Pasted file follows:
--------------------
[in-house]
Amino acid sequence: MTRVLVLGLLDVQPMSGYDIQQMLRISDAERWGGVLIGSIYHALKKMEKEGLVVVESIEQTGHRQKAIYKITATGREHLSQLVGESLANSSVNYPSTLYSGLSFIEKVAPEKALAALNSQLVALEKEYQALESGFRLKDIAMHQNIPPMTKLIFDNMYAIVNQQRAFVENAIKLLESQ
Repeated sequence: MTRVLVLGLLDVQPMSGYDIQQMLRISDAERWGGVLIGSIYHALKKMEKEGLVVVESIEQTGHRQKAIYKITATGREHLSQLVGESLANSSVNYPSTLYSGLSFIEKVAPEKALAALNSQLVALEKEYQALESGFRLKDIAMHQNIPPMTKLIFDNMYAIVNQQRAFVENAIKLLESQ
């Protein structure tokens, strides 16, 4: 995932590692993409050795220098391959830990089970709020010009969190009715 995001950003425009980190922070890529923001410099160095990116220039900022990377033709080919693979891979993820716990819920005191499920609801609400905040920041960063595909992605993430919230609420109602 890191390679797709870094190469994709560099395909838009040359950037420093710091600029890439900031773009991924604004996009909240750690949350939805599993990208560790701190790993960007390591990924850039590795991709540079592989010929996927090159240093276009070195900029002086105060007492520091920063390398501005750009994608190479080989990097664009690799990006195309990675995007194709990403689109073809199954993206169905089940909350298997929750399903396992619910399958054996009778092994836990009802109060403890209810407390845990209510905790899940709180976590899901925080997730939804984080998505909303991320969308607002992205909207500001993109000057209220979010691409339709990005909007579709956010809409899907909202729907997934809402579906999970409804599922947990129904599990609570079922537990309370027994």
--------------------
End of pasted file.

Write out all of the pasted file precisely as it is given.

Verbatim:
[in-house]
Amino acid sequence: MTRVLVLGLLDVQPMSGYDIQQMLRISDAERWGGVLIGSIYHALKKMEKEGLVVVESIEQTGHRQKAIYKITATGREHLSQLVGESLANSSVNYPSTLYSGLSFIEKVAPEKALAALNSQLVALEKEYQALESGFRLKDIAMHQNIPPMTKLIFDNMYAIVNQQRAFVENAIKLLESQ
Repeated sequence: MTRVLVLGLLDVQPMSGYDIQQMLRISDAERWGGVLIGSIYHALKKMEKEGLVVVESIEQTGHRQKAIYKITATGREHLSQLVGESLANSSVNYPSTLYSGLSFIEKVAPEKALAALNSQLVALEKEYQALESGFRLKDIAMHQNIPPMTKLIFDNMYAIVNQQRAFVENAIKLLESQ
């Protein structure tokens, strides 16, 4: 995932590692993409050795220098391959830990089970709020010009969190009715 995001950003425009980190922070890529923001410099160095990116220039900022990377033709080919693979891979993820716990819920005191499920609801609400905040920041960063595909992605993430919230609420109602 890191390679797709870094190469994709560099395909838009040359950037420093710091600029890439900031773009991924604004996009909240750690949350939805599993990208560790701190790993960007390591990924850039590795991709540079592989010929996927090159240093276009070195900029002086105060007492520091920063390398501005750009994608190479080989990097664009690799990006195309990675995007194709990403689109073809199954993206169905089940909350298997929750399903396992619910399958054996009778092994836990009802109060403890209810407390845990209510905790899940709180976590899901925080997730939804984080998505909303991320969308607002992205909207500001993109000057209220979010691409339709990005909007579709956010809409899907909202729907997934809402579906999970409804599922947990129904599990609570079922537990309370027994």